The USGS, in collaboration with NASA, have just released a geological map of Jupiter’s ultra-volcanically active moon Io, based on images from the Voyager and Galileo probes. It is a thing of beauty.
The sheer variety of different geological units that Io’s surface has been divided into is a little eye-opening, especially when you consider that the entire surface of the moon is constantly being resurfaced by the most active volcanoes in the solar system. How can there be so much variety when the whole surface is relatively young volcanic lava?
In fact, the answer is simple: there is so much variety because Io is so geologically active. Hundreds of volanoes are regularly producing individual lava flows, which cover and cut through older flows from the same vent, and other flows from neighbouring vents. Big eruptions dust the surrounding plains with ash. Crater walls collapse and produce debris flows. The surface is faulted and deformed as volcanic edifices are built on top of the crust and magma is extracted from beneath it.
So, whilst two bits of rock on Io’s surface might be fairly similar in terms of their composition and mineralogy, they can be very different in terms of their history – how they have got where they are. For geologists, the concept of a ‘mappable unit’ basically boils down to ‘if you can reliably distinguish it, you can map it’, and rocks can just as easily be distinguished by the processes that deposited them, and the relative timing of those processes, as chemistry and mineral content. In the case of Io, for example, lava flows of different ages can be distinguished from each other based on their albedo, colour, and the way they cut across older units, and are themselves cut across in turn. They are thus mappable units, and can be assigned their own colours on a map.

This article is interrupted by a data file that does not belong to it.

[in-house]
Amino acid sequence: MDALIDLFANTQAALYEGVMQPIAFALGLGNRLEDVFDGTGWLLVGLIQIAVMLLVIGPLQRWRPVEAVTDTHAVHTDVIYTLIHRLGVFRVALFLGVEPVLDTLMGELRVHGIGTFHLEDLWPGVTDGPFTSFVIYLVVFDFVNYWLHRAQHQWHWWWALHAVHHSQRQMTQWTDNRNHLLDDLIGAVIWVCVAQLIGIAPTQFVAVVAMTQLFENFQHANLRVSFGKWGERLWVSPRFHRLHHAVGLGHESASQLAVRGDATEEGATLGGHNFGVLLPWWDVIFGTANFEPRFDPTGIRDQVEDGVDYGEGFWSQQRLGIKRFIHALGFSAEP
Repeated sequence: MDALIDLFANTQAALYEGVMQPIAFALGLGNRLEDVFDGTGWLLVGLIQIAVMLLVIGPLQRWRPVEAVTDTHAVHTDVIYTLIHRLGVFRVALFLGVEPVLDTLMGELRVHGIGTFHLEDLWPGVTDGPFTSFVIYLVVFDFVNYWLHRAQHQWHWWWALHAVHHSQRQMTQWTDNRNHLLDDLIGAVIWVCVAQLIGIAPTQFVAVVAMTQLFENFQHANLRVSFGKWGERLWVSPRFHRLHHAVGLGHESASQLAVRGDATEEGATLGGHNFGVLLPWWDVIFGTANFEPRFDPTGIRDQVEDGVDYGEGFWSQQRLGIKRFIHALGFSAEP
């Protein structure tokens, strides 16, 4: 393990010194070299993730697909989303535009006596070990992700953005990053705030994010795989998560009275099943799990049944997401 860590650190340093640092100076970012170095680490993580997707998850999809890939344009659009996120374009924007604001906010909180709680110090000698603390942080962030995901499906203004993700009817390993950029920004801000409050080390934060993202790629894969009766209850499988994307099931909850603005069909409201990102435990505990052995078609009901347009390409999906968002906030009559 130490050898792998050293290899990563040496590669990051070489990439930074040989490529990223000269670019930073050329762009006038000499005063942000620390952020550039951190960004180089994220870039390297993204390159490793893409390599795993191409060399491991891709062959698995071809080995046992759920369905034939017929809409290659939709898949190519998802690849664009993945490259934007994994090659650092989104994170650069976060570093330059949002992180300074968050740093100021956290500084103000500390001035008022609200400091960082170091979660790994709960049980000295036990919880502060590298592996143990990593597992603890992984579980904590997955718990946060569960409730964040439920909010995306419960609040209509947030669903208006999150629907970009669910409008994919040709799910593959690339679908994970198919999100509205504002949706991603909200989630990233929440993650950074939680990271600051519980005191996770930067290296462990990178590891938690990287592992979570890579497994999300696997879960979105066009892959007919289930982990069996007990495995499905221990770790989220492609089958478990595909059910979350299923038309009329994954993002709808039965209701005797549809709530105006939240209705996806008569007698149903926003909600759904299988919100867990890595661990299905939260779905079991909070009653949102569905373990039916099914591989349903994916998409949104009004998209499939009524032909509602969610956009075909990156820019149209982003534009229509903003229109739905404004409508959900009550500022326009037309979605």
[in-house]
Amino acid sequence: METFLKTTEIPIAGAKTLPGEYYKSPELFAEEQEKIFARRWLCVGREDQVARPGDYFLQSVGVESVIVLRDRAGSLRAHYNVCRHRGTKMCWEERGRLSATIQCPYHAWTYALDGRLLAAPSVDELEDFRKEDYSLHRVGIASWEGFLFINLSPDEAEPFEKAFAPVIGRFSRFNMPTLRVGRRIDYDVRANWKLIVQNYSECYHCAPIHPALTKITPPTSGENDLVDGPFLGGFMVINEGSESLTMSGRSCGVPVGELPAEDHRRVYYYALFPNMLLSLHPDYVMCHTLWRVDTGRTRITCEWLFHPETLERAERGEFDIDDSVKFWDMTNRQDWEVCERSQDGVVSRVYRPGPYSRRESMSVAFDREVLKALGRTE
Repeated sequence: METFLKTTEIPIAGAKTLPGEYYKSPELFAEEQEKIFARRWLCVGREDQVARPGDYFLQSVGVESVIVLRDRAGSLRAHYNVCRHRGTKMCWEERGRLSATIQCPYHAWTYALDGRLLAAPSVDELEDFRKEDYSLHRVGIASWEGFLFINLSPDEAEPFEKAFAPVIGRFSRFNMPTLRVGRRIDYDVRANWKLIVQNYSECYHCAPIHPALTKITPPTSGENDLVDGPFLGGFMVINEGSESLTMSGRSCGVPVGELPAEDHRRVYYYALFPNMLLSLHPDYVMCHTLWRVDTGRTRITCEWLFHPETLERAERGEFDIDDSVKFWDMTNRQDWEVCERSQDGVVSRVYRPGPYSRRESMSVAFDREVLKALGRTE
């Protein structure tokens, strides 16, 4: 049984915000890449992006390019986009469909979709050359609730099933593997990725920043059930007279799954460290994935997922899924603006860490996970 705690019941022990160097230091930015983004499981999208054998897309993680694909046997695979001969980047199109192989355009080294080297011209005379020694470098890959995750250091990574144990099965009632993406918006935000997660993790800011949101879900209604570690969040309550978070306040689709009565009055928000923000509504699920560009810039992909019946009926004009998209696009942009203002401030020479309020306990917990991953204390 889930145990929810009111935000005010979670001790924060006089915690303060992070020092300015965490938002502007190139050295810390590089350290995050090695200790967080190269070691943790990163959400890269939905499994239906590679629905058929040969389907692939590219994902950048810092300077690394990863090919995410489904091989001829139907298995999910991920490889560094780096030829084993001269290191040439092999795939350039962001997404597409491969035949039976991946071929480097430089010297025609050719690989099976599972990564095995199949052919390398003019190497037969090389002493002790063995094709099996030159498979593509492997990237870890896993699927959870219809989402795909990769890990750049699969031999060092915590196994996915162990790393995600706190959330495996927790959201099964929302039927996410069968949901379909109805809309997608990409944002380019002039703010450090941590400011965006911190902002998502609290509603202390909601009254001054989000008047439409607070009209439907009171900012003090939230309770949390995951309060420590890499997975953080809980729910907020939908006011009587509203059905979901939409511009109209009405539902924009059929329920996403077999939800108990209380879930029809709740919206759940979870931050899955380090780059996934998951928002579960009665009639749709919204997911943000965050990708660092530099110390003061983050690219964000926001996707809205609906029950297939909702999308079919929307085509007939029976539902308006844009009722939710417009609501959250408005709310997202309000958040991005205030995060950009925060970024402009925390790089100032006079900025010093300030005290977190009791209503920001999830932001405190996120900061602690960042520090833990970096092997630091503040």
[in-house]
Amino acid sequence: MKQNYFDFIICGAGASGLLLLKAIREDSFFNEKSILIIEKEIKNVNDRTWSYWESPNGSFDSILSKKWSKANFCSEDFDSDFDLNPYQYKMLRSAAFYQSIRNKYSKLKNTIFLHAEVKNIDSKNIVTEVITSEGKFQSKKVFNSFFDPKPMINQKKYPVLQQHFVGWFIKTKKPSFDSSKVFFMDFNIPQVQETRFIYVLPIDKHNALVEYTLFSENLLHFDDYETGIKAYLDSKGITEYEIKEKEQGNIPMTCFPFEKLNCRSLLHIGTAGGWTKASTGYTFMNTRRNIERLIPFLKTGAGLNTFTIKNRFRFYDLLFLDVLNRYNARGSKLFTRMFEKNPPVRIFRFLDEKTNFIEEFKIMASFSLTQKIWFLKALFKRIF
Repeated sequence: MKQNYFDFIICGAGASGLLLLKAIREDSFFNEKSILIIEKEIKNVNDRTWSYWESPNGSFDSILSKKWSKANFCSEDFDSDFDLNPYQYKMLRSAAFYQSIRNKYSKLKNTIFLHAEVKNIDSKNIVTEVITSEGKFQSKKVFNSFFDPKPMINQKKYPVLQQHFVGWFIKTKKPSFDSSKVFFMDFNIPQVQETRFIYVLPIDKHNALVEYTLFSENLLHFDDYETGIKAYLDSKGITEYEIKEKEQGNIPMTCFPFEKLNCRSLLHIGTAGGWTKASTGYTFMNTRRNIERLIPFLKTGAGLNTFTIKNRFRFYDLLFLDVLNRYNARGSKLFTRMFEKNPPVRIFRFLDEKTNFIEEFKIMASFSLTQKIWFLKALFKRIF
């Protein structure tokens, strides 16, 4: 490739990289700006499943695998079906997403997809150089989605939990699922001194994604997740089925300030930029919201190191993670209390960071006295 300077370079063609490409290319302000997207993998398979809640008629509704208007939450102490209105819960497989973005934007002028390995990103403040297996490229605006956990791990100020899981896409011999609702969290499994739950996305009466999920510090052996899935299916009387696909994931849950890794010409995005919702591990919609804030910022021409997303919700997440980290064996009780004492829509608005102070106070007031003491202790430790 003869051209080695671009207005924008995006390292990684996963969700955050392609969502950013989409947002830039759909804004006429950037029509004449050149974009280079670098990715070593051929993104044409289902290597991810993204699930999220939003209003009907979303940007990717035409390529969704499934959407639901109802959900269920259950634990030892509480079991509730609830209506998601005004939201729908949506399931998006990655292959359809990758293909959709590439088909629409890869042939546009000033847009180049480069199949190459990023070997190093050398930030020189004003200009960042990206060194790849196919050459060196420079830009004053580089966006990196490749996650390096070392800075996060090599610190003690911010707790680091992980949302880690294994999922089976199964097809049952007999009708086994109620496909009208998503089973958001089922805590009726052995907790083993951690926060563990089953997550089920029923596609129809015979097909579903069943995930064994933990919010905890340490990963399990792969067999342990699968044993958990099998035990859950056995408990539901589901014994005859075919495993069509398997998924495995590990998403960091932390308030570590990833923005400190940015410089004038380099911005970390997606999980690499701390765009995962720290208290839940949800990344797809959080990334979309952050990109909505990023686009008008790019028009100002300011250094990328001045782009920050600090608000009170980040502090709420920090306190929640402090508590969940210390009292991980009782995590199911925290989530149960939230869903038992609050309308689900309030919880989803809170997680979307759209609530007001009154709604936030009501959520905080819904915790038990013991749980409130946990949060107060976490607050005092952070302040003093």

Back on planet Earth, we can see similar principles at work on geological maps of volcanic islands like Hawaii. The whole of the Big Island is effectively made up of variations on a theme of basalt, but assigning it all into one unit would give you a boring – and uninformative – island-shaped blob of a single colour. But different lava flows can be individually mapped, and dated, and traced to different vents, allowing you to produce something a lot more interesting: a map that clearly depicts the rich volcanic history of the Big Island.
It’s not just volcanic rocks either. A single sandstone formation can be mapped as one unit, or divided into individual units representing the different pulses of sediment that have filled up a basin. Glacial tills formed in the last million years can be lumped together, or divided up into markers of the waxing and waning of the ice sheets.
In geology, the composition of a rock and the process that formed it are often intertwined; but even when the type of rock you’re looking at stays the same, the processes forming it can change and give you something entirely new, and distinct – and mappable.